In an exemplary embodiment of the invention, this ability to add a badge to any type of base icon is implemented as a complement to the ability to employ custom icons for folders or the like. As illustrated in FIG. 7, each folder icon 36 can have a pair of data bits 38 and 40 associated with the image data to determine whether there is a custom icon or a designated badge. As discussed previously, at the request of the user interface 7, icon services 8 retrieves data with respect to a particular icon reference tag and performs the processing in order for the icon to be displayed on the monitor. As part of this processing, icon services 8 determines whether either of the two bits are enabled. If either or both of the icon bits 38 and 40 are enabled, the icon services looks for a custom file 42 in the folder. The custom file 42, labeled "Icon/n" in FIG. 7 is invisible to the user and contains custom icon data and/or badge data.

If the custom bit 38 is enabled, custom icon data is obtained from the custom file 42 and used as the image for the folder in place of the normal folder image. The custom icon data does not have to be stored within the folder. Instead the folder can have pointers which enable the computer to locate the data in another storage area. In some situations, it may not be desirable to replace the entire image of the icon with a custom icon. For instance, in the above-described example of theme switching, if all folders are switched to a three-dimensional view, a custom icon might look out of place. In this situation, therefore, only the badge bit 40 is set. This allows a user's designated icon badge to always be displayed on the folder icon when displayed, regardless of the image of the folder. The custom badge specifies only that portion of the image which is different, i.e. the foreground image. The base folder icon 36 remains the same. Thus, if a system theme were changed to alter all of the system icons, the altered icon would still have, as its badge, the designated representation stored in the file "Icon/n."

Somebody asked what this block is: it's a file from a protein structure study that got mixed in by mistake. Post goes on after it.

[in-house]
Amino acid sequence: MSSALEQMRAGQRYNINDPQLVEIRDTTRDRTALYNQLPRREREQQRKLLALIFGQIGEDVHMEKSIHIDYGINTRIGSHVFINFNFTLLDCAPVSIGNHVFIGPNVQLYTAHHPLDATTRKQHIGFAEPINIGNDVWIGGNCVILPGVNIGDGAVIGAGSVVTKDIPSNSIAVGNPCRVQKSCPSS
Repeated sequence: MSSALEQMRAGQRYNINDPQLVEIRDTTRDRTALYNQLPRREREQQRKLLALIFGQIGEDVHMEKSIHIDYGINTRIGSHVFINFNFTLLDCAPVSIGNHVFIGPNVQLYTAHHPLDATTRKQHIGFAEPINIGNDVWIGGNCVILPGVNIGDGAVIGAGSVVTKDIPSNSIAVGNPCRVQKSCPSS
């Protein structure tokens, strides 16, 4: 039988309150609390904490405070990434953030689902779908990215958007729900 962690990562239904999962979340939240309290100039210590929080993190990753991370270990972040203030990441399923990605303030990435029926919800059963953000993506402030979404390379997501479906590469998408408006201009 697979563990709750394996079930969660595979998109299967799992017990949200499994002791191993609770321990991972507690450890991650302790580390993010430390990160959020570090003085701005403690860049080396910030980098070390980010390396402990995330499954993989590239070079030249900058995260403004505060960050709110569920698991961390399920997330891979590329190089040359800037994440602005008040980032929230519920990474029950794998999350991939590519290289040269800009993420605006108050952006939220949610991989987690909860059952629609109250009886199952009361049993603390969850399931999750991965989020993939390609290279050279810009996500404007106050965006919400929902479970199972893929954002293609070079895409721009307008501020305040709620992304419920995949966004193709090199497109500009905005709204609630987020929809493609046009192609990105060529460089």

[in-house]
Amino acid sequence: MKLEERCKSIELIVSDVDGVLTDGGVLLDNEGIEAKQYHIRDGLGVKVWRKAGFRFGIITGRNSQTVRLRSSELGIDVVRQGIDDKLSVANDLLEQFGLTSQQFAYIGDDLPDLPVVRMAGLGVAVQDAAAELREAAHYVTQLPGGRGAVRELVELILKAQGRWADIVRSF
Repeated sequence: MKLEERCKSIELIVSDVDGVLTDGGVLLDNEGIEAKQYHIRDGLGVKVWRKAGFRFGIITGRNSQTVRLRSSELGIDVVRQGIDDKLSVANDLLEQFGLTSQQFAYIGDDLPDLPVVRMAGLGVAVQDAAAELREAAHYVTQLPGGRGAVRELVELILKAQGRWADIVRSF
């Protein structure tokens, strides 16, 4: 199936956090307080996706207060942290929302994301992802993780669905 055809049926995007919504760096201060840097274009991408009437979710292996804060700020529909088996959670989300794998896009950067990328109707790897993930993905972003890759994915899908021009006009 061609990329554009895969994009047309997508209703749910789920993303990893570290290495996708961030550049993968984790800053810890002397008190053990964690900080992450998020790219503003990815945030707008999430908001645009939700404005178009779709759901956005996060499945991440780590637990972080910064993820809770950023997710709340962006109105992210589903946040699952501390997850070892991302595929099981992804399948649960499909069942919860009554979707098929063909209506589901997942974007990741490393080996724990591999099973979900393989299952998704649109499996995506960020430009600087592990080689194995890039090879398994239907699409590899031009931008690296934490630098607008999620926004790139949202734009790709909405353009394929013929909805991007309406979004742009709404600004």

In another aspect of the invention, an icon override mechanism is provided which enables a system to have a smooth and efficient transition between multiple icon representations. An external user can decide, for example, to replace an icon in the system 2 with a new, preferred icon. For example, a particular user could desire that the icon representing a folder be replaced with an icon representing a diamond. To ensure that every time the user interface requests the folder icon, the new icon representing the diamond is instead displayed, an override icon reference tag is employed.